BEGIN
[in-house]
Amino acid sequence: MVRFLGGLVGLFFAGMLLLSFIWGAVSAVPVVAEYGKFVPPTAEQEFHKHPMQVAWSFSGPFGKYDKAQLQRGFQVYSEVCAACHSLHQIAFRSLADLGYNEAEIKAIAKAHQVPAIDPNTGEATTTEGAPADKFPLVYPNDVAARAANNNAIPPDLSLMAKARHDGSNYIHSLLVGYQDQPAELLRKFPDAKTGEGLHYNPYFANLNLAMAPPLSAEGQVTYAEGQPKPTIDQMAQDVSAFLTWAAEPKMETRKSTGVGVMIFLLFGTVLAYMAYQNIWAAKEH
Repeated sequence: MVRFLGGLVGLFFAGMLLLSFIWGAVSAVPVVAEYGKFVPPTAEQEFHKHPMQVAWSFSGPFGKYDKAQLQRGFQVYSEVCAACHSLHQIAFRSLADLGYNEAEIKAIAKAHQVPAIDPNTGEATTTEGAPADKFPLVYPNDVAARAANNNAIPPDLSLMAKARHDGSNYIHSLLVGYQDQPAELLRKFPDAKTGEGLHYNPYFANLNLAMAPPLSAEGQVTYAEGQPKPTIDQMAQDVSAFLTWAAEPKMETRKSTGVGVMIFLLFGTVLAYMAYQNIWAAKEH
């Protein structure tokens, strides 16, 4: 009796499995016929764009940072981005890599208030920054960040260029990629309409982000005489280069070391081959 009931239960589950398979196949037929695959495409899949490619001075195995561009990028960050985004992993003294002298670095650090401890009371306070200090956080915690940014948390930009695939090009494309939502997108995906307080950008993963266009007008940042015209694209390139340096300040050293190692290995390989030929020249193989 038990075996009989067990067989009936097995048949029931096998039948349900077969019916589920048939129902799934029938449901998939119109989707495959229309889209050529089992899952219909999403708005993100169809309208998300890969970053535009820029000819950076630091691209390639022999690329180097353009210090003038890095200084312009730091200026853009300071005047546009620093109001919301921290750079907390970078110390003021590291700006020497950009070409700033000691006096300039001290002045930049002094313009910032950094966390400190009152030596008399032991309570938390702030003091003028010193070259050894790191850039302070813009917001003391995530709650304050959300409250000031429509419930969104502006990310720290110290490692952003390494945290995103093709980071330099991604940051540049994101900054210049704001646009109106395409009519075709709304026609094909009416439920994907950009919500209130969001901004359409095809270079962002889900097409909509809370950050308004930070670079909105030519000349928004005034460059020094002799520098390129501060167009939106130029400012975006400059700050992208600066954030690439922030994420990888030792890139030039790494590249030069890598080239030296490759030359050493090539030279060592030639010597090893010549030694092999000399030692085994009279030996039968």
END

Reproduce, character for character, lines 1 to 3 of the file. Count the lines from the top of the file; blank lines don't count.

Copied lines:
[in-house]
Amino acid sequence: MVRFLGGLVGLFFAGMLLLSFIWGAVSAVPVVAEYGKFVPPTAEQEFHKHPMQVAWSFSGPFGKYDKAQLQRGFQVYSEVCAACHSLHQIAFRSLADLGYNEAEIKAIAKAHQVPAIDPNTGEATTTEGAPADKFPLVYPNDVAARAANNNAIPPDLSLMAKARHDGSNYIHSLLVGYQDQPAELLRKFPDAKTGEGLHYNPYFANLNLAMAPPLSAEGQVTYAEGQPKPTIDQMAQDVSAFLTWAAEPKMETRKSTGVGVMIFLLFGTVLAYMAYQNIWAAKEH
Repeated sequence: MVRFLGGLVGLFFAGMLLLSFIWGAVSAVPVVAEYGKFVPPTAEQEFHKHPMQVAWSFSGPFGKYDKAQLQRGFQVYSEVCAACHSLHQIAFRSLADLGYNEAEIKAIAKAHQVPAIDPNTGEATTTEGAPADKFPLVYPNDVAARAANNNAIPPDLSLMAKARHDGSNYIHSLLVGYQDQPAELLRKFPDAKTGEGLHYNPYFANLNLAMAPPLSAEGQVTYAEGQPKPTIDQMAQDVSAFLTWAAEPKMETRKSTGVGVMIFLLFGTVLAYMAYQNIWAAKEH